abstract = "This research explored how food addiction (FA) and impulsivity (non-planning, motor, and attentional) relate to body mass index (BMI) in a sample of people with type 2 diabetes (t2d). Participants with t2d (N = 334, Mage = 41.0, SDage = 9.5, 66{\%} female, MBMI = 37.6 kg/m2, SDBMI = 8.0 kg/m2) completed an online survey including the Depression Anxiety Stress Scale (DASS-21), the Barratt Impulsiveness Scale (BIS-II), and the Yale Food Addiction Scale (YFAS). Results demonstrated that over 70{\%} of the sample with t2d met the YFAS criteria for FA. Results also demonstrated that participants classified as FA had significantly higher BMI, t (332) = 12.11, p <.001. The food addict classification group also had a significantly higher percentage of obese participants, χ2 (2) = 87.1, p <.001, phi = .511. Utilising a cross-sectional design to predict BMI, significant forward stepwise multiple regression demonstrated that FA (β = .386) and impulsivity (non-planning) (β = .286) were significant predictors. In combination FA and impulsivity (non-planning) significantly explained 38{\%} of BMI variance; however depression, anxiety, and stress did not significantly improve the model. These results suggest FA and impulsivity (non-planning) are more salient cross-sectional predictors of BMI, in people with t2d, than indices of depression, anxiety, stress and impulsivity (motor and attentional). These results, implicating FA in the development of obesity, have important ramifications for potential future treatment methods of t2d where FA symptomology could be routinely screened, and if present, treated via addiction models rather than purely attempting to treat the potential consequences of FA.",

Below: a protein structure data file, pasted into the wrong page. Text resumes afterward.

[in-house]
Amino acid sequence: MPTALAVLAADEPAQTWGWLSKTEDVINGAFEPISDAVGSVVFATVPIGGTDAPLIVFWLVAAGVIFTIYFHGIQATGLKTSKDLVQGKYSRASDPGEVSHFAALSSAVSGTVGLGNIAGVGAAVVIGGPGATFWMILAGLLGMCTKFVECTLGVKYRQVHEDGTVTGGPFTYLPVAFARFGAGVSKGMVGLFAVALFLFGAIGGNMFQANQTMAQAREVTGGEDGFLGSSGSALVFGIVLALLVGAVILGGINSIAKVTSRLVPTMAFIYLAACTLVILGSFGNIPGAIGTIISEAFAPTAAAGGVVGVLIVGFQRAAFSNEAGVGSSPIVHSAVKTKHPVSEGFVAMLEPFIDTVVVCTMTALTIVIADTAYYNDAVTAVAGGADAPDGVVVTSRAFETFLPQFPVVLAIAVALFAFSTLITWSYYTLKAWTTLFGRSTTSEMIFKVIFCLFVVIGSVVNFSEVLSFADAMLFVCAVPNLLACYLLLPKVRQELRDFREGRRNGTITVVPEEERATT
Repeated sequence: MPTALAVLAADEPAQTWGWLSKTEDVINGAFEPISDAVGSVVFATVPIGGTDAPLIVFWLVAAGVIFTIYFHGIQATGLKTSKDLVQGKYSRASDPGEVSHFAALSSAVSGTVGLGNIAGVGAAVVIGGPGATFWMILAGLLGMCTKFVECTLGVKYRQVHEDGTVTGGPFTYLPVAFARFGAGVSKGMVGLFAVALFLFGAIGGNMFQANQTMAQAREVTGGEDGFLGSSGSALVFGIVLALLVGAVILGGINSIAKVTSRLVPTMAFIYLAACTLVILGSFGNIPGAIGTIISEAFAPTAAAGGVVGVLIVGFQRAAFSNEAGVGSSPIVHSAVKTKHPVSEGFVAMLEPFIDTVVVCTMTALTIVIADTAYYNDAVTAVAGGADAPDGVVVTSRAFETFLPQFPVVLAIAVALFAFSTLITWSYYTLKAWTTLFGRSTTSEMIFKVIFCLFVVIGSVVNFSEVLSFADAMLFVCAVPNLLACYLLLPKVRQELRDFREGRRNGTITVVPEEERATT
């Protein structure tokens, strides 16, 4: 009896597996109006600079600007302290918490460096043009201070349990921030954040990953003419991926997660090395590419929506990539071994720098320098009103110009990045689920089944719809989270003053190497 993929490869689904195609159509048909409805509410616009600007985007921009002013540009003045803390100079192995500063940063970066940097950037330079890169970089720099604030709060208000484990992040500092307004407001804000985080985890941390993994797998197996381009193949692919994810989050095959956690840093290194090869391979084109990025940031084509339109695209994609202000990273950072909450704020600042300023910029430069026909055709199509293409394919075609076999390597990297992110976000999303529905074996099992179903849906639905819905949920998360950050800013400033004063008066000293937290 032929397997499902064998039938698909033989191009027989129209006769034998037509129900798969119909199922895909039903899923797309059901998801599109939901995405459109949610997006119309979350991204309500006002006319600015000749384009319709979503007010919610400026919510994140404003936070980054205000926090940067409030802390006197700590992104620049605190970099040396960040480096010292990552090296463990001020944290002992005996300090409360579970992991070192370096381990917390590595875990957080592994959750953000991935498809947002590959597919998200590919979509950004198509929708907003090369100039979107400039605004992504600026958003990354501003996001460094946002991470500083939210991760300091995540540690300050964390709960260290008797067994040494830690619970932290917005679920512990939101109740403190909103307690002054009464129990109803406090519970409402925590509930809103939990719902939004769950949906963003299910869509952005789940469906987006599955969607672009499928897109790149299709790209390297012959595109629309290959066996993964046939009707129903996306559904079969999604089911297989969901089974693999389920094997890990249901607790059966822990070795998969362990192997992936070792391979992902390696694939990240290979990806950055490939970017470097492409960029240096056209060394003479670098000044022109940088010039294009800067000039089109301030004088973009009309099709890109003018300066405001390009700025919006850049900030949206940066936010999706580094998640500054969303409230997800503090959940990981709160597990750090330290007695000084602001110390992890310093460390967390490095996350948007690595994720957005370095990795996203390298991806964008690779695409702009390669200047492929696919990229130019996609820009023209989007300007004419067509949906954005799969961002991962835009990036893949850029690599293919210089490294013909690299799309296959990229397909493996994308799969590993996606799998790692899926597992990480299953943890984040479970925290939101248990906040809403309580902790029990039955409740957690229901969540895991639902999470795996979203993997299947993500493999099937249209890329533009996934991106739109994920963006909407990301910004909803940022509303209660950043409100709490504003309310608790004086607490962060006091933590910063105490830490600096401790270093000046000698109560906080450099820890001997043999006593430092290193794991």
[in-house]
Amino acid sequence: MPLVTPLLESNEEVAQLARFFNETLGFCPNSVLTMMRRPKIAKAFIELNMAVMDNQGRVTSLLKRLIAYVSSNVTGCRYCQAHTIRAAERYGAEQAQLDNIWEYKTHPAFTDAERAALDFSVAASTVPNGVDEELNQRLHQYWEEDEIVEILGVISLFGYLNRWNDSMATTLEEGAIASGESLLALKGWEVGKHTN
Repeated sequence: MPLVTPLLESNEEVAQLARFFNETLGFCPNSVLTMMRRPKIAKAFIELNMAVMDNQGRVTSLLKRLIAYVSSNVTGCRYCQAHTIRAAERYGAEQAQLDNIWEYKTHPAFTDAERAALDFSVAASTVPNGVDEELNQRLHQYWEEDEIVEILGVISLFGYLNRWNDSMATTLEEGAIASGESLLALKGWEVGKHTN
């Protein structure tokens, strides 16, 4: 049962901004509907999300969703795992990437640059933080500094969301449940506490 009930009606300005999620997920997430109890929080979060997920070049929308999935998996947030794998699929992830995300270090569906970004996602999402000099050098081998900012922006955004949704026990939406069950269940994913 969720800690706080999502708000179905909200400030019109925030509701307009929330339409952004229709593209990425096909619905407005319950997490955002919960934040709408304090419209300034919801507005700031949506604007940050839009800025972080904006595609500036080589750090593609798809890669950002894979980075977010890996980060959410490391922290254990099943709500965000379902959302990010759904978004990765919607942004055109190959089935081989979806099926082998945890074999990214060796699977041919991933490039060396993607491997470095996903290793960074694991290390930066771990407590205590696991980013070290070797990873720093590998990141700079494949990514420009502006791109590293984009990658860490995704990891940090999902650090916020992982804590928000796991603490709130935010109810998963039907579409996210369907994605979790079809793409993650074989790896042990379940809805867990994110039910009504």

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Food addiction symptomology, impulsivity, mood, and body mass index in people with type two diabetes. / Raymond, Karren Lee; Lovell, Geoff P.

In: Appetite, Vol. 95, 01.12.2015, p. 383-389.

Research output: Contribution to journalJournal Article

TY - JOUR

T1 - Food addiction symptomology, impulsivity, mood, and body mass index in people with type two diabetes

AU - Raymond, Karren Lee

AU - Lovell, Geoff P.

PY - 2015/12/1

Y1 - 2015/12/1